UNE named to Princeton Review's Green College guide for sixth straight year

Graphic of U.S. map showing UNE's location with text stating UNE is listed on the Princeton Review's Guide to Green Colleges 2023 edition, recognized for exceptional commitments to sustainability

The University of New England has once again been named one of the nation's most environmentally responsible colleges, according to The Princeton Review.

The education services company known for its college rankings, books, and test preparation services features UNE in its annual book “Guide to Green Colleges: 2023 Edition,” which was published on Oct. 25. This year’s edition profiles 455 four-year colleges and universities chosen for their deep commitments to the environment and sustainability.

This is the sixth consecutive year UNE has been named a top green college by The Princeton Review.

The rankings were decided based on survey data of 713 institutions concerning sustainability-related institutional policies, practices, and programs; healthy and sustainable campus qualities of life; and student feedback on topics ranging from academic offerings and campus initiatives to career preparation for sustainability-focused jobs.

Based on more than 25 data points from the survey, schools were assigned a “Green Rating” of 60 to 99, and the 455 schools with a Green Rating higher than 80 made the list. UNE was assigned a Green Rating of 94.

Scott Steinberg, M.B.A., vice president of University Admissions, said a college or university’s track record on sustainability issues is an increasingly important factor among prospective students.

"How ‘green’ colleges are matters, consistently, now more than ever, to prospective students and their parents,” Steinberg stated. “UNE demonstrates its commitment to environmental issues through our strategic planning, programs, facilities, and initiatives. It is very gratifying to have UNE’s work in sustainability continue to be nationally recognized.”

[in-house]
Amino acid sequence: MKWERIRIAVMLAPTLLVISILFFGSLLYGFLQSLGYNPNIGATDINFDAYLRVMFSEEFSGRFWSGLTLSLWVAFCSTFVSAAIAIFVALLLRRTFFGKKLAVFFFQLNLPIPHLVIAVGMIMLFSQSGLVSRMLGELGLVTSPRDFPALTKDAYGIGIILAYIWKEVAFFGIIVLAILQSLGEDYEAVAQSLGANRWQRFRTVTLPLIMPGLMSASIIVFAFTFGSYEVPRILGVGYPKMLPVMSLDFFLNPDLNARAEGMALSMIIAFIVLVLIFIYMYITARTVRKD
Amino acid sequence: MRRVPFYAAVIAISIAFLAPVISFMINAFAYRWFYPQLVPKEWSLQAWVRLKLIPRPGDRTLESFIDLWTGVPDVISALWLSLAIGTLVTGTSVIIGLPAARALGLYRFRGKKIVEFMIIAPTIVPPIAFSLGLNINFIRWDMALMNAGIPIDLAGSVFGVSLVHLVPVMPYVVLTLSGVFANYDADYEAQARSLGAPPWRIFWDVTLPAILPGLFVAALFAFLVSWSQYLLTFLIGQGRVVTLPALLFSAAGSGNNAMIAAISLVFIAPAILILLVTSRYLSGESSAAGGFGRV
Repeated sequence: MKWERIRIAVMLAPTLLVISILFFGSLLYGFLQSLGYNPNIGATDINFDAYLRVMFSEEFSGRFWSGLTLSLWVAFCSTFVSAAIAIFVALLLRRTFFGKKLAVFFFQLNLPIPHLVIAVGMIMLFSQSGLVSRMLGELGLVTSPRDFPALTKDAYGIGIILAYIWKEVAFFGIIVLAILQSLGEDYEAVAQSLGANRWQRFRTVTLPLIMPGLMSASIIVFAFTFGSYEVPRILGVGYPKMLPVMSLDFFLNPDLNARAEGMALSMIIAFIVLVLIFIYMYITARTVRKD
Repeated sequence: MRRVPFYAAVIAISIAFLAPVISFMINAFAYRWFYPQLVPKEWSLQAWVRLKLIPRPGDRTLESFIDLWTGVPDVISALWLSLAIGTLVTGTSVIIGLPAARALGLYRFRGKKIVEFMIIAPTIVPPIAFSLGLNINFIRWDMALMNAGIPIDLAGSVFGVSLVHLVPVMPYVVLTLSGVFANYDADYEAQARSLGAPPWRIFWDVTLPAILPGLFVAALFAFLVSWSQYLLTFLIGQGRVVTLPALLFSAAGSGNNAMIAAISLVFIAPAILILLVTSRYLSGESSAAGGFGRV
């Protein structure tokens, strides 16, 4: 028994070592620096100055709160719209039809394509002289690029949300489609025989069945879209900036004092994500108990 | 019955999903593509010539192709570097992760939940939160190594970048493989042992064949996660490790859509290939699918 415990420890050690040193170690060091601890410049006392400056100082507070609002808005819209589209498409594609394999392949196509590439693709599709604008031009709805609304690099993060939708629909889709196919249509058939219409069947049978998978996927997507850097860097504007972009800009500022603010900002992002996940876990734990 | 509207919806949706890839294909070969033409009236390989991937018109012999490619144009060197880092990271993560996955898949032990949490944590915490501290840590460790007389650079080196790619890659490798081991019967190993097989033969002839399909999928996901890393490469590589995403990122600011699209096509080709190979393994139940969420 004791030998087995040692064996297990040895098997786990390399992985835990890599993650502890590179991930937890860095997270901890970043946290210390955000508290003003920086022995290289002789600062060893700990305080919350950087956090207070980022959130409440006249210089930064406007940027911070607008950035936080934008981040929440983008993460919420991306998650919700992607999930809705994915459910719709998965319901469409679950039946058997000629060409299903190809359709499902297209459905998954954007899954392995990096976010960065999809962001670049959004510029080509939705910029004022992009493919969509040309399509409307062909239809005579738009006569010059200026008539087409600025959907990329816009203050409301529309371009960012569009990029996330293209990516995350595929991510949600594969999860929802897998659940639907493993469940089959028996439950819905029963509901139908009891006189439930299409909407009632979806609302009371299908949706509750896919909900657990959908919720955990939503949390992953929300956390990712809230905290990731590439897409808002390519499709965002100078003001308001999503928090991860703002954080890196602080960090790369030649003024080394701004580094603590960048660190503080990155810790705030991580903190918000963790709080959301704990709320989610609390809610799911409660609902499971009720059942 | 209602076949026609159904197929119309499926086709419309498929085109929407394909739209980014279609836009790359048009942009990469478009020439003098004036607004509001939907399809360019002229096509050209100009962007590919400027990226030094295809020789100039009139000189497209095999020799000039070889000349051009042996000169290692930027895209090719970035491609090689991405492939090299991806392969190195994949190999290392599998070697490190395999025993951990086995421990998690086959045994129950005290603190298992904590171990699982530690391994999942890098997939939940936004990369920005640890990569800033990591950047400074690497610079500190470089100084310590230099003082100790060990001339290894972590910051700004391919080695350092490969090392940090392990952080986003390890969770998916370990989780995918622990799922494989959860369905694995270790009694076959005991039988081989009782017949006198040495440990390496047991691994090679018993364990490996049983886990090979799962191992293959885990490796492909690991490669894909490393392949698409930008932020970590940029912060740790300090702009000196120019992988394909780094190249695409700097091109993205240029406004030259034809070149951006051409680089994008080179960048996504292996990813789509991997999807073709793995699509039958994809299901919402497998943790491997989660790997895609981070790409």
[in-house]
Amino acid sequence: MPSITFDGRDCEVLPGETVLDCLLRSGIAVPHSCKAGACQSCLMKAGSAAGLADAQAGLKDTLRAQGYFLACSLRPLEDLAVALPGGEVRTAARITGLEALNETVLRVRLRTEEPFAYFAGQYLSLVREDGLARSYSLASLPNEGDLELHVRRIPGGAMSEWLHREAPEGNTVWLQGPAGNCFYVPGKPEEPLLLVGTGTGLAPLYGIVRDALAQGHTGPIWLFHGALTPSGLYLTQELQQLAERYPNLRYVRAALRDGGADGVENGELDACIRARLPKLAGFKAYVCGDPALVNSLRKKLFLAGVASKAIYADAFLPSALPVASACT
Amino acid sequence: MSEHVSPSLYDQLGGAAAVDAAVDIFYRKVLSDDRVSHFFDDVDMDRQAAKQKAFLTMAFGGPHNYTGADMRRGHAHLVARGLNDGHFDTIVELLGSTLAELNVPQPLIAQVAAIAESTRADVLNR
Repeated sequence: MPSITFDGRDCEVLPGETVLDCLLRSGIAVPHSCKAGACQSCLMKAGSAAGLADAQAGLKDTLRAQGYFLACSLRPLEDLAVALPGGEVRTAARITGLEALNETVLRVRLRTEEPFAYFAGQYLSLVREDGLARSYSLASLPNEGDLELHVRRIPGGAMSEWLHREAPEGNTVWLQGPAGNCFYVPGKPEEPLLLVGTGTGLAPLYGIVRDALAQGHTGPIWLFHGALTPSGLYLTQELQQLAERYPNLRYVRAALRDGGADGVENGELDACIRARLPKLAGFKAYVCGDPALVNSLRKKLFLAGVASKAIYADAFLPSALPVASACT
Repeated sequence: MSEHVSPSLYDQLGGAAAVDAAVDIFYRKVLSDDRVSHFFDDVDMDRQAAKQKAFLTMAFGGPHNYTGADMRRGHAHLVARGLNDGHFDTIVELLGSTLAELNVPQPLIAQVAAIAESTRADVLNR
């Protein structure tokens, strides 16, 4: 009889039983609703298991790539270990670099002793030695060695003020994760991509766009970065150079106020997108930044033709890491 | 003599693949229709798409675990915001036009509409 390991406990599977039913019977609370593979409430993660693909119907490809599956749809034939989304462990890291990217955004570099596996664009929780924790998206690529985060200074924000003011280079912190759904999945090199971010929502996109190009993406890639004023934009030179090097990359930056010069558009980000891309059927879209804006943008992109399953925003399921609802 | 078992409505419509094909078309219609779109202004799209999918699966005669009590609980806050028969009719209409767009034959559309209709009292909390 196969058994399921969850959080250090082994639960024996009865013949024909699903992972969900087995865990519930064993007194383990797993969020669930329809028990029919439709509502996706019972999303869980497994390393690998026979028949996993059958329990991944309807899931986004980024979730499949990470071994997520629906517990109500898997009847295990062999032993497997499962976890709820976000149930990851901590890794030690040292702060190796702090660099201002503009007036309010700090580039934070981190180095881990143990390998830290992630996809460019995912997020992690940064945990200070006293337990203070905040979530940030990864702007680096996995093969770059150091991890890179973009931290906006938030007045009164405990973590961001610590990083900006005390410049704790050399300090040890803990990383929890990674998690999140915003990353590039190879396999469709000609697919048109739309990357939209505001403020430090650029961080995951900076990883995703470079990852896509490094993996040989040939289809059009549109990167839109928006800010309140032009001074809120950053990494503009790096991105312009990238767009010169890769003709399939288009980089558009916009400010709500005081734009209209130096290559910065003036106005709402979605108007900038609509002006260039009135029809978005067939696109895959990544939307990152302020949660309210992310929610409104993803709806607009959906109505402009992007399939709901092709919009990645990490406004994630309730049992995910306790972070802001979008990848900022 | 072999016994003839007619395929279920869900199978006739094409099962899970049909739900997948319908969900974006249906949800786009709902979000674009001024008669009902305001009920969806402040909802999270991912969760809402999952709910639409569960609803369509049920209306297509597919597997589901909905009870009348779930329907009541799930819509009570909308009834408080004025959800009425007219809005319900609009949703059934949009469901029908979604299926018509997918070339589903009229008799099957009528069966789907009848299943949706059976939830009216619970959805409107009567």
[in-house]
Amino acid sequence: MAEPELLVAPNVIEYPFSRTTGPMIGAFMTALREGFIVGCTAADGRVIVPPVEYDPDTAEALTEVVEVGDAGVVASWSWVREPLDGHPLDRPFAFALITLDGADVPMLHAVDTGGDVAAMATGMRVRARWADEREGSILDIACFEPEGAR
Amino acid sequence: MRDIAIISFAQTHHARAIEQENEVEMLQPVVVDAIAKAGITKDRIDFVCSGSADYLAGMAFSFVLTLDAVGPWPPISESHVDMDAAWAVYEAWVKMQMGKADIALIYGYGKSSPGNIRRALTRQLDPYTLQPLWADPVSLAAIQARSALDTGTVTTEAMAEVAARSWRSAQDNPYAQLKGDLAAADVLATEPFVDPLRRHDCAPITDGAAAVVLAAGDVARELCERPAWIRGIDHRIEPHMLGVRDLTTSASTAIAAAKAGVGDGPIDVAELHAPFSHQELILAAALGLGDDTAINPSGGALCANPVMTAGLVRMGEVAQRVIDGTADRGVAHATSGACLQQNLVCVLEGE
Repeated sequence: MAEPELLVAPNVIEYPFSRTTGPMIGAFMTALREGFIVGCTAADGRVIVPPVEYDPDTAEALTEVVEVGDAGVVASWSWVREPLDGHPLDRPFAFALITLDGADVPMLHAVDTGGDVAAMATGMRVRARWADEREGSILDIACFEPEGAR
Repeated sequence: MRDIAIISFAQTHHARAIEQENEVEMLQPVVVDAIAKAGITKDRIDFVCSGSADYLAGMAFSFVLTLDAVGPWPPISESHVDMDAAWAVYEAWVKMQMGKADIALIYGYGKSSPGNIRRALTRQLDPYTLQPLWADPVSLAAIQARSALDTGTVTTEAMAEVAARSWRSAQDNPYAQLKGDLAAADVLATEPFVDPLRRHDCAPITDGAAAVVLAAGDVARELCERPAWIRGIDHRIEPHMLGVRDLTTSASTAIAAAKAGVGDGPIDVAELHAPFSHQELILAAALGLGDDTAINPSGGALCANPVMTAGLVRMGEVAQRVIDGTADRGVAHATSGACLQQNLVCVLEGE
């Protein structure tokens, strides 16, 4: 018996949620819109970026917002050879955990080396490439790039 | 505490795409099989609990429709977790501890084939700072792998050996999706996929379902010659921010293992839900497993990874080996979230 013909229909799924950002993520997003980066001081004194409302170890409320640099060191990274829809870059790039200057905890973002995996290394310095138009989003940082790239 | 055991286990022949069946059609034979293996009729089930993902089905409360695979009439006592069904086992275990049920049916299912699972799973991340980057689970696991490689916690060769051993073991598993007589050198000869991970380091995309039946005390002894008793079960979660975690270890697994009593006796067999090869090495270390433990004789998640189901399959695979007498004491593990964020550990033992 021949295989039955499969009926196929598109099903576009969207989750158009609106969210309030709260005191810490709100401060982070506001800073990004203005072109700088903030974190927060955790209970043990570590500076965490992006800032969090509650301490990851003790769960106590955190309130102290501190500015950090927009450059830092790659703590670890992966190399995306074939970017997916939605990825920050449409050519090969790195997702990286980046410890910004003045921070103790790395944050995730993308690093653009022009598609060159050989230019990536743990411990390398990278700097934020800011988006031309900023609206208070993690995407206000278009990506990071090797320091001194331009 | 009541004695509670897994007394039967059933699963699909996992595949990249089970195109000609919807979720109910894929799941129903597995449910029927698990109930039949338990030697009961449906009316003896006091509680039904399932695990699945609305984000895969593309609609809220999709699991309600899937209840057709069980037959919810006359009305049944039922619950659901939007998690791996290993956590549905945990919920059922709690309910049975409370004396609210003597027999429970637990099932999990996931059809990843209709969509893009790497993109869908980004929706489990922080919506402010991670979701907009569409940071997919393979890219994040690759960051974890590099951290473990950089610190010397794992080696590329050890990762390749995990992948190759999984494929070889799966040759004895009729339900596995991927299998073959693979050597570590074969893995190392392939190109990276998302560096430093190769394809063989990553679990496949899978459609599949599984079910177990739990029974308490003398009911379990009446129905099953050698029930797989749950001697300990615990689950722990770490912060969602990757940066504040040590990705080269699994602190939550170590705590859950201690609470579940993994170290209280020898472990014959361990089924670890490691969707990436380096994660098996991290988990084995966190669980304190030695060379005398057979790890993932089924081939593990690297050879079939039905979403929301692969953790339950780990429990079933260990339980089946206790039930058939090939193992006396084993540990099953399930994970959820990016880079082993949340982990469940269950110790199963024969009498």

According to The Princeton Review, 77% of college-bound teens and their parents said having information about a college or university’s commitment to the environment would affect their decision to apply to or attend a school, versus 66% just two years ago.

In its profile on UNE, The Princeton Review cites the University’s sustainability focused degrees and committees, ride and bike sharing programs, and local food purchasing, among other attributes, as desirable green qualities. UNE also boasts a Green Office Program, the Edible Campus Initiative, sustainability focused landscaping and building design plans, hands-on learning opportunities for students, and student groups focused on sustainable initiatives.

“Students are deeply concerned about climate change and environmental justice, and it's spurring them to get involved in clubs and organizations and campaigns — anything that gives them hope and helps them feel like they are making a difference,” said Alethea Cariddi, M.S.Ed., assistant director of Sustainability at UNE. “We want to support this energy and provide a campus that helps them grow and learn about what they can do to improve and contribute to the world.”

UNE has for years been a leader in sustainability in higher education, having adopted its first Climate Action Plan in 2010. In 2015, UNE began academically engaging undergraduate students in climate change topics by offering an interdisciplinary minor in Climate Change Studies.

Early in 2021, UNE adopted a carbon-reduced portfolio for the University’s endowment and, last November, signed a two-year contract to purchase Renewable Energy Certificates (RECs) for 13 of its electricity accounts that service its two Maine campuses.

These third-party, Green-e certified RECs represent the environmental benefit of 100% renewable wind energy and offset about 4,000 tons of carbon dioxide equivalents — roughly half of all the electricity purchased by the University — to ameliorate the impact of the University’s carbon emissions, Cariddi said.